THE Headteacher of Melksham Oak Community School has denied allegations that it failed to prevent one of its pupils from what her parents call a ‘sustained and vicious campaign of bullying’.

Steve Clark said the school has done all it could to protect 13-year-old Chelsie Norris, from Melksham, from being verbally and emotionally abused at school and online through social media by another child in her year.

Chelsie’s mother, Mrs Angela Norris, said she and her husband Trevor had felt forced to remove their daughter from Melksham Oak only two days into the new school year because the bully also returned for the autumn term despite assurances to the contrary – and was even in one of Chelsie’s classes.

She claims the other pupil had bullied Chelsie from the end of Year 7 and all through Year 8, resulting in her daughter suffering stress, severe anxiety, depression, panic attacks and, eventually, self-harming.

Chelsie said: “Every time I went to school or for a walk, I was being called names and was even pinned up against a wall. Other pupils started doing it too.

“I stopped eating and suffered anxiety and panic attacks every time I saw them. Things got so bad, I stopped going to school for two months in May and June because they were there.”

As a result, Chelsie’s attendance record dropped from 93 per cent in Year 7 to 77.7 per cent in Year 8 and her school work suffered because of the impact the bullying was having on her life and her health.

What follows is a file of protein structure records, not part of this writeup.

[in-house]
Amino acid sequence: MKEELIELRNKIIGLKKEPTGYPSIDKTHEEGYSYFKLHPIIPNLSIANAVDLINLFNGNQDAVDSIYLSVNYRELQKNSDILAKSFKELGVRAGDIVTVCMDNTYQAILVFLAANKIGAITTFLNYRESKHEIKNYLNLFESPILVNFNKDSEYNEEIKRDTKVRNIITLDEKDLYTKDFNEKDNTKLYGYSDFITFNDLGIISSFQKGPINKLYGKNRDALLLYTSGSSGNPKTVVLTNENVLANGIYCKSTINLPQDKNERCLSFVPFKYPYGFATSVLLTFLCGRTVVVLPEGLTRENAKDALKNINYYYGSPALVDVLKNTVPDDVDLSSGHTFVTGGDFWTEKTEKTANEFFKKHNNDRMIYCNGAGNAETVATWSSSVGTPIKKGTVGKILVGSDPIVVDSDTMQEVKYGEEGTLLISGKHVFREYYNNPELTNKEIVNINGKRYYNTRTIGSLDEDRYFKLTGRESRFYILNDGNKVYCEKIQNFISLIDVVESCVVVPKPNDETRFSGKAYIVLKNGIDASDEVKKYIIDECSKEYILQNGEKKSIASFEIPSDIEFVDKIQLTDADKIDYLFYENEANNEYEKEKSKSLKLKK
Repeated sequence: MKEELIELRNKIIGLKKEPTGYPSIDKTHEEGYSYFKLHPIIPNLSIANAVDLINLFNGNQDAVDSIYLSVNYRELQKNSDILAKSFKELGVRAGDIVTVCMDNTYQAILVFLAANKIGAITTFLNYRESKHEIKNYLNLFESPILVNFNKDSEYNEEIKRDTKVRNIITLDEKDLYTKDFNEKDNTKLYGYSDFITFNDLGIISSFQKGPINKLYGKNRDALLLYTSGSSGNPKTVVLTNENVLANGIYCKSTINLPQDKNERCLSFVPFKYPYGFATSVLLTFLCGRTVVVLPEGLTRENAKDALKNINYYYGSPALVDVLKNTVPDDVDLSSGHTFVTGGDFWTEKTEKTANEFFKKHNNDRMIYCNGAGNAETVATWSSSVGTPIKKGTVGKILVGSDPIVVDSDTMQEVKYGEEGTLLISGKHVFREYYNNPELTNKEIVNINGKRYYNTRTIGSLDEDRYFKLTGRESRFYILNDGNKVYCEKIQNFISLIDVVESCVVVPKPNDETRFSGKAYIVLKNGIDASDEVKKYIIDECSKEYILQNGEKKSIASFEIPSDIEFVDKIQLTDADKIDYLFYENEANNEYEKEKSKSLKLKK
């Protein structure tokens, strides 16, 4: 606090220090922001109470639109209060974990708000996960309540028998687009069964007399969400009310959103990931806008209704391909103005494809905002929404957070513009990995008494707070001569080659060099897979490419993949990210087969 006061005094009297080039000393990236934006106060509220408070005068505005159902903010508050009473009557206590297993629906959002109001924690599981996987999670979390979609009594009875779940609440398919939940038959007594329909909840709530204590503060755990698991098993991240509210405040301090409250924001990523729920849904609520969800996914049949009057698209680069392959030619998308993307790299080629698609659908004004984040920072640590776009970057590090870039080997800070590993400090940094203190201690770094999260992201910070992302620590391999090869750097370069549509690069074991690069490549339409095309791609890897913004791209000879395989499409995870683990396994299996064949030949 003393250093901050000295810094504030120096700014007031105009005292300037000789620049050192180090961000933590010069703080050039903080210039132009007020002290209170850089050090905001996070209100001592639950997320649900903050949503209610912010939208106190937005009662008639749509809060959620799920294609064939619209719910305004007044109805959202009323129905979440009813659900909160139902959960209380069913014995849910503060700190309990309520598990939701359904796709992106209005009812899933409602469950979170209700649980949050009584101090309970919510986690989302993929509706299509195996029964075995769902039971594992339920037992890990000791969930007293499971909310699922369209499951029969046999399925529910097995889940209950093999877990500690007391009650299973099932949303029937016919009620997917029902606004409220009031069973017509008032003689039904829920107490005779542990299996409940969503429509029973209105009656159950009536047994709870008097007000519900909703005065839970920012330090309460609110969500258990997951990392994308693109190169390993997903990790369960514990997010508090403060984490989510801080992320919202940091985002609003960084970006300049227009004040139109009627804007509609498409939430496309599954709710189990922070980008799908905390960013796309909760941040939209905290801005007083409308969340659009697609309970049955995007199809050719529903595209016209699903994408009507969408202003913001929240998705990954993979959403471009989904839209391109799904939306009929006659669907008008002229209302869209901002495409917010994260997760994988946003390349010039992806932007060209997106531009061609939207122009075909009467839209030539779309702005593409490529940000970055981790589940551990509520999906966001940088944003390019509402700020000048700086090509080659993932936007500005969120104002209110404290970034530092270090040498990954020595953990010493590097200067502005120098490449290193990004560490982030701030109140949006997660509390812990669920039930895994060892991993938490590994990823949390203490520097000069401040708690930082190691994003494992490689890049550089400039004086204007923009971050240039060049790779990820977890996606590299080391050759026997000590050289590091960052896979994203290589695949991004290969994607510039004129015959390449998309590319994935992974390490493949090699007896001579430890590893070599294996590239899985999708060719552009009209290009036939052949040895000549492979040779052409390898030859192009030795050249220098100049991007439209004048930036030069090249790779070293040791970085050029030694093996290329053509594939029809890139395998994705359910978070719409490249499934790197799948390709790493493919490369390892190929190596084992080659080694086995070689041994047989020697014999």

Mrs Norris said the verbal and emotional abuse Chelsie has suffered, at school and through online social media, had become so bad her daughter had been referred to CAMHS, the child and adolescent mental health service, for counselling and support.

Mrs Norris, 43, and Trevor, 62, say they were given assurances the other pupil would not be returning to Melksham Oak in the autumn, so they sent Chelsie to school on Monday for the new term.

She will now go to school away from her home town. Her mother said: “I can’t risk her getting ill again. She had a terrible time.”

Mr Clark told the Wiltshire Times: “As with every case, our school has worked to address every incident raised, swiftly and effectively: each one was dealt with appropriately in accordance with our zero-tolerance stance on bullying. Our governing body has independently investigated this case and were satisfied with our support and response.

“It has now been alleged that further incidents, out of school and on social media, have taken place during the summer holiday. Without any of these alleged incidents having taken place in school, and as individual responsibility is unclear, we are not in a position to take further action.

“Our recent OFSTED report states “pupils report bullying is rare and they are confident that staff deal with any issues effectively.”